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Probe into ethnicity of exam-takers
By Ma Lie (China Daily)
Updated: 2008-07-23 07:26

A team comprising members of the Hubei provincial nationalities and religious affairs committee and the Jingzhou nationalities and religious affairs bureau is investigating the authenticity and legitimacy of minority students for college enrollment.

"We will propose that educational authorities revoke the preferential treatment to students found to have illegally changed their nationality status and the discipline inspection and supervision departments punish the guilty," Tan Hui, director of Hubei provincial nationalities and religious affairs committee, said.

Last week, a local newspaper received a letter from residents challenging a list of 103 students from Shishou city and Jianli county who received an extra 10 marks in this year's college enrollment exam. The residents claimed they were not minority students.

Ethnic minority high school graduates are usually awarded an extra 10 marks in the exam to encourage them to seek a college education.

The letter said the two regions do not have many minority students, yet 54 in Shishou and 47 in Jianli, were given the extra marks. It said the so-called minority students were mainly the children of officials.

The newspapers, Guangzhou-based Southern Metropolis Daily and Wuhan-based Chutian Metropolis Daily, conducted an investigation that revealed there had been organized cheating and manipulation of the minority status.

Lu Bingshuang, deputy director of the Shishou student enrollment office, said the verification process was very strict this year and the minority status of students was checked against their identity cards and residence register.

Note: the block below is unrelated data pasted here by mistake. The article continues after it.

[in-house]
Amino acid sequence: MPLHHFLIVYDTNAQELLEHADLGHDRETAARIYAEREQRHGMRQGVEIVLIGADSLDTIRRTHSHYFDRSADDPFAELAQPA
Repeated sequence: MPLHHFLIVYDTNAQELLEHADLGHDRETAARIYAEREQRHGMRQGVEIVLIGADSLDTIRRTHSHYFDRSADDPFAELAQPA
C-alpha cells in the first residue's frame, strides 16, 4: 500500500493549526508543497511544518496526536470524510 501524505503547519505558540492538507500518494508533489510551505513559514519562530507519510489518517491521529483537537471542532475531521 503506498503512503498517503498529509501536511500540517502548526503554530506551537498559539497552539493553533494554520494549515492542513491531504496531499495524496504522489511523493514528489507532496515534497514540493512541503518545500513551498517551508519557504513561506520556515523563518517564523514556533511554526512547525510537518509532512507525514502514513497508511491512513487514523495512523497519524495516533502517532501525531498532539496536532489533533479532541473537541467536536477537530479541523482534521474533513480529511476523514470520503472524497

"And we also put the names of minority students online before sending them to the provincial enrollment office," Lu said.

The office received a report questioning the minority status of a student surnamed Li and he was excluded from the list, Lu said.

However, Lu said his office faced difficulties when trying to verify the status of students especially when they have been approved by the local nationalities and security bureaus.

Peng Liu, director of the Jianli county nationality and religious affairs bureau, said: "We checked the residence register. If it shows the student is an ethnic minority, we have to give our approval."

Shui Hongguo, member of the Chinese People's Political Consultative Conference's Standing Committee of Shishou, said the nationality status of at least 29 students out of 54 were found to be fraudulent after examination by a 14-member committee.

The parents of some students told the newspapers they did resort to cheating to ensure their children would have to opportunity to attend college.

Southern Metropolis Daily contributed to the story

(China Daily 07/23/2008 page4)